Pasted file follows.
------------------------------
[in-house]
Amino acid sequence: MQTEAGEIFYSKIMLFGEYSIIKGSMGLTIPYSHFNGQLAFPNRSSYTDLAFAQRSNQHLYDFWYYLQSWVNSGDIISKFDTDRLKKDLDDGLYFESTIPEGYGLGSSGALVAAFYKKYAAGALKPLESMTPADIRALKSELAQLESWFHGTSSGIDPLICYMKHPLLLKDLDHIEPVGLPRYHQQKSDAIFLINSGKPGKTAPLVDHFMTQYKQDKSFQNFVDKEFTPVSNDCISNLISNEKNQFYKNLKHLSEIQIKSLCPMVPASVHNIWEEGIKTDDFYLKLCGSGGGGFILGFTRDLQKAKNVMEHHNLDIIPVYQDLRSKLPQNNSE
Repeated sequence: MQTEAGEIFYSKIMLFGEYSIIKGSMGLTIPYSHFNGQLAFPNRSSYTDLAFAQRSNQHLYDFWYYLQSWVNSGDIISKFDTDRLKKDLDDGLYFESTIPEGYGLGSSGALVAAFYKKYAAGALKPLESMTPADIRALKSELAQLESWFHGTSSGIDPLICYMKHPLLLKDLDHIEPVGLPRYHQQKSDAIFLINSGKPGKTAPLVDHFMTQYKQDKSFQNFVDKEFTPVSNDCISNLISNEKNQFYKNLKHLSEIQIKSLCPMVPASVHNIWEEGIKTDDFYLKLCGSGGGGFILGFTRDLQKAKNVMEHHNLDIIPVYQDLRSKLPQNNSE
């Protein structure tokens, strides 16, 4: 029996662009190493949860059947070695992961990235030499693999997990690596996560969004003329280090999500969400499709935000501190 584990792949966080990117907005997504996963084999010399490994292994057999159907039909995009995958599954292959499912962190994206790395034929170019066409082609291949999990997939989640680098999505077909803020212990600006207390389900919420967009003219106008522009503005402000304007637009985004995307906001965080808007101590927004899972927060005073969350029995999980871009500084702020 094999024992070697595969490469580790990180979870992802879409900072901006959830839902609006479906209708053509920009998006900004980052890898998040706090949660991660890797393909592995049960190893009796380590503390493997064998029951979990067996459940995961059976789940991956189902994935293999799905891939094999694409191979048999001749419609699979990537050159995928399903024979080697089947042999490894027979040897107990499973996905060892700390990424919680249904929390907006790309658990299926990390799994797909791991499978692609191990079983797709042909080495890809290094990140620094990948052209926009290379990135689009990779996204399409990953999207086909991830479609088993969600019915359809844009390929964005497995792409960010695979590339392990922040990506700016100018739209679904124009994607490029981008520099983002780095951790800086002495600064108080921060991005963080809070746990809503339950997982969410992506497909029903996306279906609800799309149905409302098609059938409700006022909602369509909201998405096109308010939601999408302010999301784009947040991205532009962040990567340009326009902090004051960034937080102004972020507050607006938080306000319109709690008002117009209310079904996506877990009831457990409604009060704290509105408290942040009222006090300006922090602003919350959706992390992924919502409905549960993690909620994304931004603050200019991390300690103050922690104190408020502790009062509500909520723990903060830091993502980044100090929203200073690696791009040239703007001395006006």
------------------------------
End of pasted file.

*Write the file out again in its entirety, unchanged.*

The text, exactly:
[in-house]
Amino acid sequence: MQTEAGEIFYSKIMLFGEYSIIKGSMGLTIPYSHFNGQLAFPNRSSYTDLAFAQRSNQHLYDFWYYLQSWVNSGDIISKFDTDRLKKDLDDGLYFESTIPEGYGLGSSGALVAAFYKKYAAGALKPLESMTPADIRALKSELAQLESWFHGTSSGIDPLICYMKHPLLLKDLDHIEPVGLPRYHQQKSDAIFLINSGKPGKTAPLVDHFMTQYKQDKSFQNFVDKEFTPVSNDCISNLISNEKNQFYKNLKHLSEIQIKSLCPMVPASVHNIWEEGIKTDDFYLKLCGSGGGGFILGFTRDLQKAKNVMEHHNLDIIPVYQDLRSKLPQNNSE
Repeated sequence: MQTEAGEIFYSKIMLFGEYSIIKGSMGLTIPYSHFNGQLAFPNRSSYTDLAFAQRSNQHLYDFWYYLQSWVNSGDIISKFDTDRLKKDLDDGLYFESTIPEGYGLGSSGALVAAFYKKYAAGALKPLESMTPADIRALKSELAQLESWFHGTSSGIDPLICYMKHPLLLKDLDHIEPVGLPRYHQQKSDAIFLINSGKPGKTAPLVDHFMTQYKQDKSFQNFVDKEFTPVSNDCISNLISNEKNQFYKNLKHLSEIQIKSLCPMVPASVHNIWEEGIKTDDFYLKLCGSGGGGFILGFTRDLQKAKNVMEHHNLDIIPVYQDLRSKLPQNNSE
């Protein structure tokens, strides 16, 4: 029996662009190493949860059947070695992961990235030499693999997990690596996560969004003329280090999500969400499709935000501190 584990792949966080990117907005997504996963084999010399490994292994057999159907039909995009995958599954292959499912962190994206790395034929170019066409082609291949999990997939989640680098999505077909803020212990600006207390389900919420967009003219106008522009503005402000304007637009985004995307906001965080808007101590927004899972927060005073969350029995999980871009500084702020 094999024992070697595969490469580790990180979870992802879409900072901006959830839902609006479906209708053509920009998006900004980052890898998040706090949660991660890797393909592995049960190893009796380590503390493997064998029951979990067996459940995961059976789940991956189902994935293999799905891939094999694409191979048999001749419609699979990537050159995928399903024979080697089947042999490894027979040897107990499973996905060892700390990424919680249904929390907006790309658990299926990390799994797909791991499978692609191990079983797709042909080495890809290094990140620094990948052209926009290379990135689009990779996204399409990953999207086909991830479609088993969600019915359809844009390929964005497995792409960010695979590339392990922040990506700016100018739209679904124009994607490029981008520099983002780095951790800086002495600064108080921060991005963080809070746990809503339950997982969410992506497909029903996306279906609800799309149905409302098609059938409700006022909602369509909201998405096109308010939601999408302010999301784009947040991205532009962040990567340009326009902090004051960034937080102004972020507050607006938080306000319109709690008002117009209310079904996506877990009831457990409604009060704290509105408290942040009222006090300006922090602003919350959706992390992924919502409905549960993690909620994304931004603050200019991390300690103050922690104190408020502790009062509500909520723990903060830091993502980044100090929203200073690696791009040239703007001395006006």